Part of the fun with a display like this is to have some live signals on the air for the visitors to hear on operating receivers. To this end, the following “behind the curtain” gear:
To get some very local signals “on the air”, I had a couple of CD’s playing into either a PRT-4 FM VHF transmitter, or later, a URM-25 signal generator working MCW on HF.
The Line output of the CD player was routed through a Radio Shack “amplified speaker” which provided the gain necessary to drive the PRT-4 or the URM 25 external modulation input. The speaker was inoperative. This is much more fun than a “boom box in an ammo box” sometimes seen at these events.
One CD played continuous 22 words-per-minute, 5 letter morse code cypher groups via the URM-25 for the SCR-284, GRC-9 and BC-312 receivers. The other CD had an 8 minute loop recording of a Vietnam-era combat extraction of a Special Forces team under fire. That one went to the PRC-6, PRC-25 and the VRC-10/RT-68 for authentic background sounds.
The SCR-284 signal was particularly effective for the kids who were cranking the GN-45 generator – they got some real feedback for their efforts. DAD! Come here, this is cool!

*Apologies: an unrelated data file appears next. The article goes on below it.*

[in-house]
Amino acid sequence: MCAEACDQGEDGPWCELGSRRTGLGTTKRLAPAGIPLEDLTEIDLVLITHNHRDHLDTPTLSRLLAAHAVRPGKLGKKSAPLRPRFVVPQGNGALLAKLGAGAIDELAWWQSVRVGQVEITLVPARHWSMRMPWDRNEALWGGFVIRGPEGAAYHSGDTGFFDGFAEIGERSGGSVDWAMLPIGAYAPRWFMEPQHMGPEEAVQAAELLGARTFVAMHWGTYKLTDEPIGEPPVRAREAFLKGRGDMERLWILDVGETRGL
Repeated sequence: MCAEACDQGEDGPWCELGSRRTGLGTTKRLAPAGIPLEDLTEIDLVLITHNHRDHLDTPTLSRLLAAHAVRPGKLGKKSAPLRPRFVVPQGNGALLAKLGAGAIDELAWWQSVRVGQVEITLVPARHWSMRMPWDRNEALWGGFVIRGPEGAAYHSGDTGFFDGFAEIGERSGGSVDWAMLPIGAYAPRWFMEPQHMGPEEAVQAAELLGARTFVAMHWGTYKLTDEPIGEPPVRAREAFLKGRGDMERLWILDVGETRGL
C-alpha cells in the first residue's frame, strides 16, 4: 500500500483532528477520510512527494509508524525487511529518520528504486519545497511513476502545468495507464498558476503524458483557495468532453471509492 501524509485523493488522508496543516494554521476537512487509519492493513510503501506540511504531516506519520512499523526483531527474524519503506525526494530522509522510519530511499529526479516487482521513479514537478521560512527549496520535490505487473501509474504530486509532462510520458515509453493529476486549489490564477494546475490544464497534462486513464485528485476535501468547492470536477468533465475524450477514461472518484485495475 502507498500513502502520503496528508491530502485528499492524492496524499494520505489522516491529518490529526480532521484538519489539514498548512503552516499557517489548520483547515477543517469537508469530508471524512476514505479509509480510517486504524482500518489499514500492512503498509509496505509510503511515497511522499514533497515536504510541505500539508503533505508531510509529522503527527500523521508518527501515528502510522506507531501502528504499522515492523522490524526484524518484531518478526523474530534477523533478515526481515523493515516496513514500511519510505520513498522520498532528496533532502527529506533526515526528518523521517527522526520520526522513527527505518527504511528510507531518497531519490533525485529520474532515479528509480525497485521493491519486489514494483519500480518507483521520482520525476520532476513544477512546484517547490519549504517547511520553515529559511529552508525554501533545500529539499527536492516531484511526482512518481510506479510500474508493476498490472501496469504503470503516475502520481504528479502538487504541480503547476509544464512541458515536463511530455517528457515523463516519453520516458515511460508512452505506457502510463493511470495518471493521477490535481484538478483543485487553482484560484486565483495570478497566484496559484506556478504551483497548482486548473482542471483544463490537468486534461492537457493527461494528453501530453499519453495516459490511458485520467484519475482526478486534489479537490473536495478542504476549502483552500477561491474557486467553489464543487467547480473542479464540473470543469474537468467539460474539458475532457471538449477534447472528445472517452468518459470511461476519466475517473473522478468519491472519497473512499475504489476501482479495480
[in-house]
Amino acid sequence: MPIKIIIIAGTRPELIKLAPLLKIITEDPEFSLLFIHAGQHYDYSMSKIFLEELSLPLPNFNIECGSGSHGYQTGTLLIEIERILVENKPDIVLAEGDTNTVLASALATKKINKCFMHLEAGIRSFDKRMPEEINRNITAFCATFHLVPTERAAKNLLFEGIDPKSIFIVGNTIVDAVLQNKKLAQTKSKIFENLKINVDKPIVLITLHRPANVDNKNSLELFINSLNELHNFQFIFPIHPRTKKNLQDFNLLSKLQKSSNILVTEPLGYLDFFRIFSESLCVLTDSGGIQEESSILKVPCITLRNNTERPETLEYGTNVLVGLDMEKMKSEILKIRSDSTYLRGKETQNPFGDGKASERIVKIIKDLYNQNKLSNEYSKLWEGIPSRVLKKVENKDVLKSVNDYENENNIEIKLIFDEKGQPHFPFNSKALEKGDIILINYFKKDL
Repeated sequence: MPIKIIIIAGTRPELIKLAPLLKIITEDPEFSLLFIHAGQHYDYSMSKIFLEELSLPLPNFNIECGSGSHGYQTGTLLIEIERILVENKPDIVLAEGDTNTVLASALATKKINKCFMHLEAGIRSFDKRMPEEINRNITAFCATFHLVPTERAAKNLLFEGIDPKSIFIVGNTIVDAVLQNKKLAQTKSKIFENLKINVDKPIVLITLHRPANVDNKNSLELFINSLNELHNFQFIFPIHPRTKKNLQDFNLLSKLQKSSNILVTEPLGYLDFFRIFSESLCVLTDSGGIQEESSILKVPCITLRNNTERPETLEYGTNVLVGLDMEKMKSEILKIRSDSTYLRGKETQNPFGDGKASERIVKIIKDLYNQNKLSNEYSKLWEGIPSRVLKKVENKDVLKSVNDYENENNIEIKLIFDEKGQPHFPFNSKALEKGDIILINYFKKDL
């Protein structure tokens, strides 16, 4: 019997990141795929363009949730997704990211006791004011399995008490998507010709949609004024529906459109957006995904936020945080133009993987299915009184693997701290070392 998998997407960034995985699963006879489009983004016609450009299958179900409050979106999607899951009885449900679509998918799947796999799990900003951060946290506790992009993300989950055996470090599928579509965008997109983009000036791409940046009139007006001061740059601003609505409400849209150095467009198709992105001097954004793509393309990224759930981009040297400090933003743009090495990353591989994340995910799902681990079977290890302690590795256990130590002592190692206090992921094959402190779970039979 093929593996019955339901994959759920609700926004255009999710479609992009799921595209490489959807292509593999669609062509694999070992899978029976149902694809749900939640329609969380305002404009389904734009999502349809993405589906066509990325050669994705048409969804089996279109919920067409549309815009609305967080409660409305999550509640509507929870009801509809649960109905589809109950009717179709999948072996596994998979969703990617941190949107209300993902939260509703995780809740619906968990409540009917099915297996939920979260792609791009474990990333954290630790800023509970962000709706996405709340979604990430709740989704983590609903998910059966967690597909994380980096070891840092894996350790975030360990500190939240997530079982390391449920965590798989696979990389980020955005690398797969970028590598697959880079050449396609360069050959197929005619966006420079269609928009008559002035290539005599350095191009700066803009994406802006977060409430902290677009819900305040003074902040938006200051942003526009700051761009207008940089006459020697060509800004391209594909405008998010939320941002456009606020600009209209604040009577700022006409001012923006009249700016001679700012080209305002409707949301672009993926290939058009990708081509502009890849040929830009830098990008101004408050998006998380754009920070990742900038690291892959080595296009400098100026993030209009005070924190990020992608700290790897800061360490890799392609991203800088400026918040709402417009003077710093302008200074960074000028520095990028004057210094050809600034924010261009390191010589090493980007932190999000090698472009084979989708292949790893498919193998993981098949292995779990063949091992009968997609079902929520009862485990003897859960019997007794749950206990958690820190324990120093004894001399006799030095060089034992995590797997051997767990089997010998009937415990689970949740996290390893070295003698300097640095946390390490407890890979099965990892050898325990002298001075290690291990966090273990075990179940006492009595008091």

These otherwise weak signals were heard around the camp by nearby radio-equipped vehicles and in various “hootches”.
A dad and his 3 sons – all equipped with PRT-4/PRR-9 Squad Radio sets were exploring the event and wondering where the firefight was happening as they approached. And why they could hear it.
I ‘fessed up. “Really? WOW!”
Above: The SCR-284. We also had the PU-181 generator operating for sound effects and for mosquito repellent. Fortunately, we also had shore power available at the site.
Above: The complete, rare SCR-177B which includes the BC-191 transmitter, antenna coupler and 2 receivers, all mounted in the proper operating/transit Chests.
Speaking of the ‘499, one of our fellow campers noticed some cool “Aircraft Nose Art” on the back of the wood transit case.
A water stain on the transit case. Thinking of home…..See her?
There were a lot of other radios at the event, many of them had cool military vehicles bolted to them:
Above: A nice SCR-610 FM set with a equally nice M-38A1 jeep bolted to it.
Above: A period Hallicrafters S-22R HF receiver with a great 1942 Chevrolet “Radio Truck” bolted to it. The Long Range Desert Group display. Great details! Note the simulated “desert sand” underneath the truck.
Above: Trivia Question: Did Sgt. Saunders ever operate any FM sets? Here the SCR-300 riding in a nice Jeep. Snap down those clips Soldier!
Speaking of military vehicles, there were over 240 MV’s at this event. They ranged from paratroopers’ folding bicycles, motorcycles with and without side cars, jeeps of every description, cargo trucks, helicopters, half tracks, aircraft tugs, a 36 foot LCVP landing craft, tank transporters. Oh and tanks, Many Tanks. At least 9 of them. There were many very cool “vignette” displays of all descriptions too.
Overall a great event. The Cool Meter was pegged for 3 full days.
Some notable G Rides: